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Recurrent Caries

What are Recurrent Caries?

Recurrent dental caries (tooth decay) around a gold crown.

Recurrent caries (tooth decay) at the margin of a gold crown. It is a potentially costly mistake to think that teeth which are covered with crowns cannot decay further.

Recurrent caries is tooth decay that occurs under existing dental restorations, such as fillings, crowns, or onlays. It may be caused by poor oral hygiene, or by development of a microscopic pathway for leakage (micro leakage) past the dental restoration.

Microleakage allows acids and bacteria access to areas of the tooth that are not accessible to toothbrush bristles or other oral hygiene aids.The possibility of microleakage is a strong motivator for replacement of questionable dental restorations, as well as complete removal of old restorative materials (for example, core buildups and bases) in a tooth that will be receiving a new crown or onlay.

How does the dentist diagnose Recurrent Caries?

Note: ToothIQ.com contains general information. Only a dentist can properly diagnose your specific condition.

Traditionally, dentists have detected tooth cavities in one of three ways: visual examination, tactile (by touch) examination; and X-ray images (radiographs).

Visual/Tactile Exam

A dental explorer on a tooth.

Dental explorers have been used for many years to detect early decay of teeth.

Some secondary cavities are obvious from looking. There may be yellow-brown to gray black discoloration with obvious softening or erosion of the tooth. Other cavities are discovered using a fine-tipped probe called an explorer (Figure 1). If an area of the tooth is softened by decay, the instrument will stick in the tooth.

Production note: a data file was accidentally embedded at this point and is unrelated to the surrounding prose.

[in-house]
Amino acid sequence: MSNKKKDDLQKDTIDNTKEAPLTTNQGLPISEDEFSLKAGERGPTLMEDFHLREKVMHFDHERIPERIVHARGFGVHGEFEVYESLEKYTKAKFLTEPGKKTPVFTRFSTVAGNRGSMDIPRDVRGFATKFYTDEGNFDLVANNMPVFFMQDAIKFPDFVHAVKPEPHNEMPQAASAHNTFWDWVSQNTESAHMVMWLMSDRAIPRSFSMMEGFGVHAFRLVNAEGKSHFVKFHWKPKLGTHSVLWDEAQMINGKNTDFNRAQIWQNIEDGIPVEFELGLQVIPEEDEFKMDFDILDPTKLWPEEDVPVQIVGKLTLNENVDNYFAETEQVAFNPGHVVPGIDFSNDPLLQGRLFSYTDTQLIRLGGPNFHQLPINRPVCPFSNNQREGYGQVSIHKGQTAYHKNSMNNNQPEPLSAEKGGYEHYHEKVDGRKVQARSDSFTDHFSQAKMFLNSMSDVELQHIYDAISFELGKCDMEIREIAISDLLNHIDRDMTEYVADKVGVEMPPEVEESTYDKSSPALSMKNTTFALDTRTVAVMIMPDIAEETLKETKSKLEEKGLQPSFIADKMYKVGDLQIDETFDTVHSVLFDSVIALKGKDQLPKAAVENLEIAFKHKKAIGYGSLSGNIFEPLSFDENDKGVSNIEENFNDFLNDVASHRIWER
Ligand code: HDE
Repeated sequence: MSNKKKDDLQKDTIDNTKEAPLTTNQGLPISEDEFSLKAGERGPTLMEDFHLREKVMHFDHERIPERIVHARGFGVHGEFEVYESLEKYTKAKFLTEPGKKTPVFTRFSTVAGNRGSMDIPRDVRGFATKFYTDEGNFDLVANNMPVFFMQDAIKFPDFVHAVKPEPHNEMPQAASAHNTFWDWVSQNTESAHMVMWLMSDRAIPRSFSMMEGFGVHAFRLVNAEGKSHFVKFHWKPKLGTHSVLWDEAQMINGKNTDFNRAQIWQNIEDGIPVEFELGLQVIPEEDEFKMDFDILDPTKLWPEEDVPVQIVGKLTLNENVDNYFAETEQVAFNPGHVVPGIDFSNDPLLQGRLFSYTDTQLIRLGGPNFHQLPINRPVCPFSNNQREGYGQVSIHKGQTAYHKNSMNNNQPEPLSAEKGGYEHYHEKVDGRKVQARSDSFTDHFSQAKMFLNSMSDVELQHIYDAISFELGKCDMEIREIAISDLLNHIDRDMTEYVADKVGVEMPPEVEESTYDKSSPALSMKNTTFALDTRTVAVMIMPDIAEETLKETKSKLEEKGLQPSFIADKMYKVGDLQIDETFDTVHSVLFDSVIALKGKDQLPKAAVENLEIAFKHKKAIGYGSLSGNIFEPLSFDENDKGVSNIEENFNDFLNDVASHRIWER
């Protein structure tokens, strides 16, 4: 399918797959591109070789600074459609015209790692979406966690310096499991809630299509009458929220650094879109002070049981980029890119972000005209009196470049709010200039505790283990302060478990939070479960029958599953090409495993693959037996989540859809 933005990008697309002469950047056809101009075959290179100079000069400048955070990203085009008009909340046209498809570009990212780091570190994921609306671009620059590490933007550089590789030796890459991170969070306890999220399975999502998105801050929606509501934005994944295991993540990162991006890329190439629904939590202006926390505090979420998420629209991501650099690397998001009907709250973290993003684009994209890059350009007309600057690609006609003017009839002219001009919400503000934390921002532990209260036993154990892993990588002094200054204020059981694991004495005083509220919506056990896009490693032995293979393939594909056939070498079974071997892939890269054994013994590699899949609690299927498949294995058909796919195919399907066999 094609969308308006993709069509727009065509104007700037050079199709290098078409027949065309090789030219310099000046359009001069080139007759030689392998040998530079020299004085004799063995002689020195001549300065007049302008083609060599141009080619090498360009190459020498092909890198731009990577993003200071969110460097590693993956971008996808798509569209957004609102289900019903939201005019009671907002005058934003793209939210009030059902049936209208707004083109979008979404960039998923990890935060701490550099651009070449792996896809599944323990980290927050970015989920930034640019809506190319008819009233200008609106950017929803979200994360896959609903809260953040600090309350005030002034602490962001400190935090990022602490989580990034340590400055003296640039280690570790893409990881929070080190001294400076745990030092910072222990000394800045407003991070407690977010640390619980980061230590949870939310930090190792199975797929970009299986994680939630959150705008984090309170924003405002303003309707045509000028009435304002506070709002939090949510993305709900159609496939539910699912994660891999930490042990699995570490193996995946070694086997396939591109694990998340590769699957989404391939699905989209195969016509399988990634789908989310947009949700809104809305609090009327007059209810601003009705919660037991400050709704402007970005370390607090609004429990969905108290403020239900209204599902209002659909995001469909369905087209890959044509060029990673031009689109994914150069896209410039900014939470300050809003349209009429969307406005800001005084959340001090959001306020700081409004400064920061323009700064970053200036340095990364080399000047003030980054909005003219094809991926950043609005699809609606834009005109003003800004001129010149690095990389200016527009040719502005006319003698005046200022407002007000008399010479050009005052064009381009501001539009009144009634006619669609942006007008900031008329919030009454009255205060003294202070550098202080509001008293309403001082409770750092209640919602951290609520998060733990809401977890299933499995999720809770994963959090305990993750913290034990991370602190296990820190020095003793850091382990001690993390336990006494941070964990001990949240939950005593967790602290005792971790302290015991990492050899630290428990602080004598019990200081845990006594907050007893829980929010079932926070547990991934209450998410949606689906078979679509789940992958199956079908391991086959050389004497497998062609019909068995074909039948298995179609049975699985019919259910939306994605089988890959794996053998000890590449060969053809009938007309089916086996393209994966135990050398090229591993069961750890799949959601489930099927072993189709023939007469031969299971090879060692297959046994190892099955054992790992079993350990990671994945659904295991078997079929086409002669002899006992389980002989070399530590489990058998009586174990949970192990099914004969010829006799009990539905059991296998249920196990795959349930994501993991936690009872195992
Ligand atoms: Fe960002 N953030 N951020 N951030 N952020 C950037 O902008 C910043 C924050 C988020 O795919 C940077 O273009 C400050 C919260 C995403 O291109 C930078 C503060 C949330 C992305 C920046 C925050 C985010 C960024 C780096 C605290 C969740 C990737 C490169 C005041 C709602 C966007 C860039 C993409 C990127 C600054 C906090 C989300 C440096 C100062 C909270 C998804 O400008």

X-ray images

Recurrent caries (secondary tooth decay) under a porcelain fused to metal crown.

The recurrent caries (secondary tooth decay) were detected by X-ray imaging. The arrow shows where decay has occurred under an existing porcelain fused to metal crown.

Decayed areas of teeth are visible as dark areas of the tooth on X-rays. Dentists use X-ray images to evaluate teeth for decay where visual/tactile examination is difficult or impossible, most notably between the teeth and under existing tooth restorations (Figure 2).

Laser Cavity Detection

Laser caries detection enables tooth decay to be diagnosed without using X-rays.

An artist’s rendering of the tip of a laser fluorescence caries detection meter emits a focused beam of 655nm wavelength light into the pits and fissures, causing fluorescence of decayed tooth structure. The amount of fluorescence is directly related to the size of the cavity. Healthy tooth enamel does not fluoresce.

A more recent and extremely sensitive diagnostic tool for determining whether there may be decay around restoration margins is the laser flourescence caries detection device, the tip of which is shown in the photograph below.

Healthy teeth do not fluoresce, and decayed teeth fluoresce in proportion to the amount of bacteria present in the tooth. This device measures the fluorescence pattern of teeth, and produces a reading on a meter which is recorded by the dentist.

How are Recurrent Caries treated?

Depending on the severity of the decay, restoring teeth with recurrent caries may involve fillings, inlays, onlays, veneers, or crowns. Decay that reaches the inner pulp of the tooth may require root canal therapy (endodontics) to eliminate the bacteria.

Decay that extends far below the gum line may require that the tooth be crown-lengthened before it is restored with a permanent restoration. Crown-lengthening is a surgical periodontal procedure. Severely decayed teeth, or those that would be costly and complex to restore (with questionable longevity) may require removal (simple tooth extractions or surgical tooth extractions).

If the tooth with recurrent decay is an anchor (abutment) tooth for a fixed bridge, the bridge may need to be replaced (although repairing bridge abutments is sometimes possible). If the bridge needs to be replaced, dental implants and removable dentures might be among the treatment options. If the affected tooth is an abutment tooth for a removable denture, the denture may need to be modified or replaced.

If the tooth with recurrent caries needs to be extracted, dental implants, fixed bridgework or removable dentures may be treatment options.

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Author: Thomas J. Greany, D.D.S. / Editor: Ken Lambrecht

This page was last updated on March 6, 2018.

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